Studycat co-founder joins expert panel discussing China at Edtech Asia


Studycat Editorial Team


Studycat co-founder joins panel of leading EdTech experts to discuss the China Education Market.

Studycat’s co-founder Mark Pemberton was invited to be a panelist at the 2019 annual EdTech Asia summit in Singapore to discuss Understanding and Engaging China’s Education Market. The panel was made up of the following speakers;

  • Liu Qian, Investment Director of New Oriental Education and Technology Group
  • Tang Zhenhua, CEO of Math for Kids
  • Huang Ren, the Founder of start up Ivy Dad
  • Mark Pemberton, Co-founder of Studycat
  • Jerrick Ren from JMEDU the leading EdTech journal in China was the moderator

The education industry in China

The Education Industry in China is the fastest-growing in the world and has created excellent business opportunities for EdTech companies in the world’s most populous country. However, these opportunities aren’t without challenges, and to succeed in business in China you have to do things the right way and have a firm understanding of how things work and how to approach the education industry.

The panel took some interesting questions and were able to talk and advise education technology leaders as to how best approach and navigate some of the challenges facing both foreign and domestic companies looking to enter the space.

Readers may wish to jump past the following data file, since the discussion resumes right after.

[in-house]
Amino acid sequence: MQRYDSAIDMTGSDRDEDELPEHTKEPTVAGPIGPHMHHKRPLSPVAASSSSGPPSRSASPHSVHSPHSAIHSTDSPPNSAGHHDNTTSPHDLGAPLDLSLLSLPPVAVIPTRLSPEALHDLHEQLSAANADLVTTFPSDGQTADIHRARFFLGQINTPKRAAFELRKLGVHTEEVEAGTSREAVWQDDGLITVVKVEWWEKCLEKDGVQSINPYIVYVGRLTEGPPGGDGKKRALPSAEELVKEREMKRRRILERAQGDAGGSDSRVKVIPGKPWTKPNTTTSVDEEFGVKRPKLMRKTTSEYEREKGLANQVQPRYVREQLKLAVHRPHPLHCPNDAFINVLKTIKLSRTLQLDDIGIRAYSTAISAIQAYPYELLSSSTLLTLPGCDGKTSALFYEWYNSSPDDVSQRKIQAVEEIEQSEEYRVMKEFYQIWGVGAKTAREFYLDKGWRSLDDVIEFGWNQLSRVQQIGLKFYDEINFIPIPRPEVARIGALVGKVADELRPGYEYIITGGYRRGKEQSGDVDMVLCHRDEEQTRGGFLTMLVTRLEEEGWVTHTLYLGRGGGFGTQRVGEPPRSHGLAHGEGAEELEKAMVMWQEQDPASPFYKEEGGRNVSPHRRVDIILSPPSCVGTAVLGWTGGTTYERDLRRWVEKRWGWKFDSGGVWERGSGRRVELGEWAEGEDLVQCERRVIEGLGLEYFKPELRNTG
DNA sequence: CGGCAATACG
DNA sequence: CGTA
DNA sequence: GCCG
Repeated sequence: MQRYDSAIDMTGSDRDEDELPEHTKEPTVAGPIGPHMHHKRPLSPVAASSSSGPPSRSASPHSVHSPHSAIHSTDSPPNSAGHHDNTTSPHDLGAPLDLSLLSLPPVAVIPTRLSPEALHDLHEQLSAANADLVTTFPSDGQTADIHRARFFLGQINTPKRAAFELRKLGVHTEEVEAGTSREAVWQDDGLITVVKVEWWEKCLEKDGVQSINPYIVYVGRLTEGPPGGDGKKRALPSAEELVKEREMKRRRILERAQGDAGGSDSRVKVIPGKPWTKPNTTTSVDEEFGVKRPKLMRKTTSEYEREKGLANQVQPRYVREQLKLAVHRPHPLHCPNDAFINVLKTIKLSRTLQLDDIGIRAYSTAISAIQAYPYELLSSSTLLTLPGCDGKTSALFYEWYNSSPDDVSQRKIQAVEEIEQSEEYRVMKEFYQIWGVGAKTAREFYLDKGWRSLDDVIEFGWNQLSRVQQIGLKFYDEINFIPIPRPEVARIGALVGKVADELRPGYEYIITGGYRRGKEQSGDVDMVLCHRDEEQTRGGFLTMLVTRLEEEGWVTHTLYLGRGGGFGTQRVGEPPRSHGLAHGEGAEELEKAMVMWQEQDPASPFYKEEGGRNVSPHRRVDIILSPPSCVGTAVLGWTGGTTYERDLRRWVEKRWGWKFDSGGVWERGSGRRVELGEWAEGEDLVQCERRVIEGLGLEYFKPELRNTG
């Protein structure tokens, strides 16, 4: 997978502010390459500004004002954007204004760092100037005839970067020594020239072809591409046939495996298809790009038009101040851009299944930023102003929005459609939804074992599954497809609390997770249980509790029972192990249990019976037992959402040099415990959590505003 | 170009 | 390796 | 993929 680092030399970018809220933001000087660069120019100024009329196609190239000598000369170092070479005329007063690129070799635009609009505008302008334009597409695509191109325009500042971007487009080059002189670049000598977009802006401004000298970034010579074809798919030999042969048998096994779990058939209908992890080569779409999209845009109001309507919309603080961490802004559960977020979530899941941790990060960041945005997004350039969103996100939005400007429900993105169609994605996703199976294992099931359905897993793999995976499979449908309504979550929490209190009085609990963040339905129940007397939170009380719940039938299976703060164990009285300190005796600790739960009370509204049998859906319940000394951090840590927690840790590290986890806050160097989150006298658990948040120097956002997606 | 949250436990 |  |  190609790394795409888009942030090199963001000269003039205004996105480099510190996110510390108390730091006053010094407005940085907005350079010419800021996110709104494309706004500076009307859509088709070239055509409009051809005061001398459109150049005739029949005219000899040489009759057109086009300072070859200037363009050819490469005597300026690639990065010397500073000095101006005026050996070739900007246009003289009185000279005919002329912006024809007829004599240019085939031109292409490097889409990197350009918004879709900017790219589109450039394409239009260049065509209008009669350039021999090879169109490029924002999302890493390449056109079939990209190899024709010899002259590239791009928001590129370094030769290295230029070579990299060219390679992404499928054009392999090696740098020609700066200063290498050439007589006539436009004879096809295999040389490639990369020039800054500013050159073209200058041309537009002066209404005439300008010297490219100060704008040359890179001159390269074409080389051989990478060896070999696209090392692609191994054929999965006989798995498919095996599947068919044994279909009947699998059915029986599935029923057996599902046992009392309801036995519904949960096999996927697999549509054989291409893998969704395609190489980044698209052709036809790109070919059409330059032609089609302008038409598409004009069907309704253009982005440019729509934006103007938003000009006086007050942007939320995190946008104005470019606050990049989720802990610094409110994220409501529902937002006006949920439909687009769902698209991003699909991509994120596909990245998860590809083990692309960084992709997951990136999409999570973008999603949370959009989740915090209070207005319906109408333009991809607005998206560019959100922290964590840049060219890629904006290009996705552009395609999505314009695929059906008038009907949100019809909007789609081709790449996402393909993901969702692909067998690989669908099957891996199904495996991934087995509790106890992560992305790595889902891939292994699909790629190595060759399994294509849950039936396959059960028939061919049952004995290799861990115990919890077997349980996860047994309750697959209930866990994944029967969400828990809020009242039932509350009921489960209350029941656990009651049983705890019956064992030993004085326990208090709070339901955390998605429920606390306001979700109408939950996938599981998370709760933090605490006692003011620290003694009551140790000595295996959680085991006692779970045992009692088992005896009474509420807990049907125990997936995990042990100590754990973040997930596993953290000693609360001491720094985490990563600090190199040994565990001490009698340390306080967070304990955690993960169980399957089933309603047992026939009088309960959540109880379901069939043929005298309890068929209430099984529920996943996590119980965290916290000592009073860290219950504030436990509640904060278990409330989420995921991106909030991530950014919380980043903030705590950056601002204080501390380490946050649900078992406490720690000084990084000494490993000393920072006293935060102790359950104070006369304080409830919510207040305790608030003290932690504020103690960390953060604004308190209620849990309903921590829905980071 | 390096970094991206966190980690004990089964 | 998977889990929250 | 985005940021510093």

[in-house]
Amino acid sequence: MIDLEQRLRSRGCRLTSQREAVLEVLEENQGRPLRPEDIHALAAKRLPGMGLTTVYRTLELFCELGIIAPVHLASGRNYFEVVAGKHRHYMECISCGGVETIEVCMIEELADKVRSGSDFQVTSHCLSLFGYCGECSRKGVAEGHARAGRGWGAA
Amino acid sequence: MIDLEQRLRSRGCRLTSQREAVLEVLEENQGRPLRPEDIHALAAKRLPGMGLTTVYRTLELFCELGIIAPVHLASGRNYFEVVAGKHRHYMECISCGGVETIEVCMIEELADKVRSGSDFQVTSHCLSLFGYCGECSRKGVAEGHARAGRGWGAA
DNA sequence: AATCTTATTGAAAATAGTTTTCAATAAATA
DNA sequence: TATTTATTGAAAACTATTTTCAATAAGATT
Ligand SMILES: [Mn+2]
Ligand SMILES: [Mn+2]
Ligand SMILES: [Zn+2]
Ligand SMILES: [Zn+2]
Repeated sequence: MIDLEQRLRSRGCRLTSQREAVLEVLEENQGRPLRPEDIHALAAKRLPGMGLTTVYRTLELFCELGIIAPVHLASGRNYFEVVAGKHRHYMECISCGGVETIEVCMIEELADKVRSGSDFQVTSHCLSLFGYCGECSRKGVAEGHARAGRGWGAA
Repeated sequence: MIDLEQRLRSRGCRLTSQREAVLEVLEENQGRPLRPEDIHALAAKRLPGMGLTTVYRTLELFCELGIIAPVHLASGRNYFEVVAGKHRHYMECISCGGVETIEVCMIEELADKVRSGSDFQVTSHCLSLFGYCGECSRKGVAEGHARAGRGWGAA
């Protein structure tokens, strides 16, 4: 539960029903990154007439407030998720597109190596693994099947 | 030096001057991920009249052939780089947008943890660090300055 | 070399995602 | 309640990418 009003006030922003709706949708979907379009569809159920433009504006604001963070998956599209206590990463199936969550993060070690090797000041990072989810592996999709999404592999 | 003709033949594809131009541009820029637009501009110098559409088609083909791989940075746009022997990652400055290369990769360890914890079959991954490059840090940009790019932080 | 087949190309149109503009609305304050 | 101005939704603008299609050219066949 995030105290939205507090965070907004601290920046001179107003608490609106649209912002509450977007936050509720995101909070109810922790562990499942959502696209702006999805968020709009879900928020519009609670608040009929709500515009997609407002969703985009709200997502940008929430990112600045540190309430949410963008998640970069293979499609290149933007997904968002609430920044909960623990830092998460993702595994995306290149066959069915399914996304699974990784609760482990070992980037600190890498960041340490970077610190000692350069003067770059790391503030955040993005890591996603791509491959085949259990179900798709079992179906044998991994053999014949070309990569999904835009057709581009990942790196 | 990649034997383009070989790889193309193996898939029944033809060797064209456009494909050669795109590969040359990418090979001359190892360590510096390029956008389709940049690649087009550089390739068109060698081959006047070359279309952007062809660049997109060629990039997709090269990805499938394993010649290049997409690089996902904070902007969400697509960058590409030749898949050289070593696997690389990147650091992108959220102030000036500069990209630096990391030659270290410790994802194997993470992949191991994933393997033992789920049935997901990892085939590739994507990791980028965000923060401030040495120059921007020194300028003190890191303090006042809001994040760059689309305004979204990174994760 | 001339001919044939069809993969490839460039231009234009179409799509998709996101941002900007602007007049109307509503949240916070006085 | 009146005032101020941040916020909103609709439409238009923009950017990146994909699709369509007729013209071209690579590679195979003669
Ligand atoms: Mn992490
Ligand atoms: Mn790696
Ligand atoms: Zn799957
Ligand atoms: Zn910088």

What Mark Pemberton from Studycat had to say in his Q&A sssion

Question: What has been the biggest change on your track in past several years in terms of education market needs?

“Studycat has been actively selling premium language learning services in China since 2007. The biggest game-changer for us in the past several years has been the rise of WeChat and Mini Programs.

WeChat pay has become so dominant that any consumer facing business can’t seriously think about entering the market without having a WeChat strategy, both as a content marketing tool and a monetisation method. It isn’t cheap and it isn’t easy to optimise these stores properly for foreign companies. You need to engage with local experts. Competition for consumers attention and dollars is the probably the fiercest in the world.”

Question: As an overseas background company, what localisation strategy have you adopted to penetrate the China market?

“Thank you. This is still a work in progress for Studycat. We are a global company selling premium language learning applications in over 100 countries with a growing community of 10.5 million users.

China is our second largest market for revenue and our largest market for downloads. I would say that as a company we spend more time localising for China than we do for any other market and that is because 1) the potential size of the market and 2) because with regards to Chinese mobile consumers, localisation is crucial.

It is not just localisation of the language or the meta. It is really understanding the nuance of the market. That impacts the images that you use for your on-boarding as well as the messaging. Our brand is Fun Learning – Learn through play and game-based language learning. That is what we do – but do Chinese parents want their kids to have fun or do they want improved test scores? So you need to know your audience and what motivates them to buy.